Army cyber program explores ways to breach sealed networks

A number of U.S industry and military labs are exploring methods that would allow the military to inject data and infect systems with destructive viruses into ironclad networks that are not connected to the Internet, reports Defense News.

The effort to add information to a network is a new chapter in cyber warfare, and the Army is interested in seeing what the capabilities might afford for future warfare, the story said. The new chapter in cyber also involves the physical science of electromagnetic fields and radio frequencies and how they fit into the realm of cyber warfare.

The Army’s Intelligence and Information Warfare Directorate (I2WD) hosted a classified planning day late November in which as many as 60 entities participated in a discussion of what might be done in the realm of electronic warfare and cyber, a source familiar with the program told the media outlet.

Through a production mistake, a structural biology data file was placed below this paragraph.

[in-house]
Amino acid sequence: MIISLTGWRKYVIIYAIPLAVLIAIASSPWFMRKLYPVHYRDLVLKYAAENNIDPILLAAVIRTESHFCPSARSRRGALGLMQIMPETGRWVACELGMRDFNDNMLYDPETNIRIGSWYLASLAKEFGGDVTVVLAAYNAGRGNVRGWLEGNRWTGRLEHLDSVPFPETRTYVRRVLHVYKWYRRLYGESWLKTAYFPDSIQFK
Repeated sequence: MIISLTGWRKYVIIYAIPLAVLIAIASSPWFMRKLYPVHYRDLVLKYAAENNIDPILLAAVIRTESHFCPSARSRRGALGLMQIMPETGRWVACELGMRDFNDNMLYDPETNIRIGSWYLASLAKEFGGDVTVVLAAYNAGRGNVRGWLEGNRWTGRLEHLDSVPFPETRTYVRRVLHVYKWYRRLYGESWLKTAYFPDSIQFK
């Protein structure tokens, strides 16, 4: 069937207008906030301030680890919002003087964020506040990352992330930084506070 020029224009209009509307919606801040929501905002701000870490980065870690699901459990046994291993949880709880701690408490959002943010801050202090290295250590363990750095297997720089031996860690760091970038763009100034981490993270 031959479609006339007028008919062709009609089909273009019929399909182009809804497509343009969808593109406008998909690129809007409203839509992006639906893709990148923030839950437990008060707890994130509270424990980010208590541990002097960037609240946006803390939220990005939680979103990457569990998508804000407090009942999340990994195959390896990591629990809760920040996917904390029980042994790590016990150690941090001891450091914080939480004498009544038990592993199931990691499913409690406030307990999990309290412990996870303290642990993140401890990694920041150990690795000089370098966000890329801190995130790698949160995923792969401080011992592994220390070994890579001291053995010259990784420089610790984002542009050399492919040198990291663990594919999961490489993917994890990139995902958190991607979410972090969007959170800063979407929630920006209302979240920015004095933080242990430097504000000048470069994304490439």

Although specific objectives of the Tactical Electromagnetic Cyber Warfare Demonstrator program are classified, the source said the program is designed to demonstrate ready-made boxes that can perform a variety of tasks, such as inserting and extracting data from sealed networks, the story said.

Such technology would allow military forces to avoid having to gain physical access to a facility to reach sealed networks; instead, they might be able to bring a vehicle close enough to the network to insert data or monitor the network, the story said.

The Army program will test capabilities for air and ground platforms, according to an I2WD invitation to an information day on the program cited in the story. The program was established to test a variety of electronic warfare capabilities. Demonstrations are tentatively scheduled to occur every three months for the next two years, the story said.


About the Author

William Welsh is a freelance writer covering IT and defense technology.

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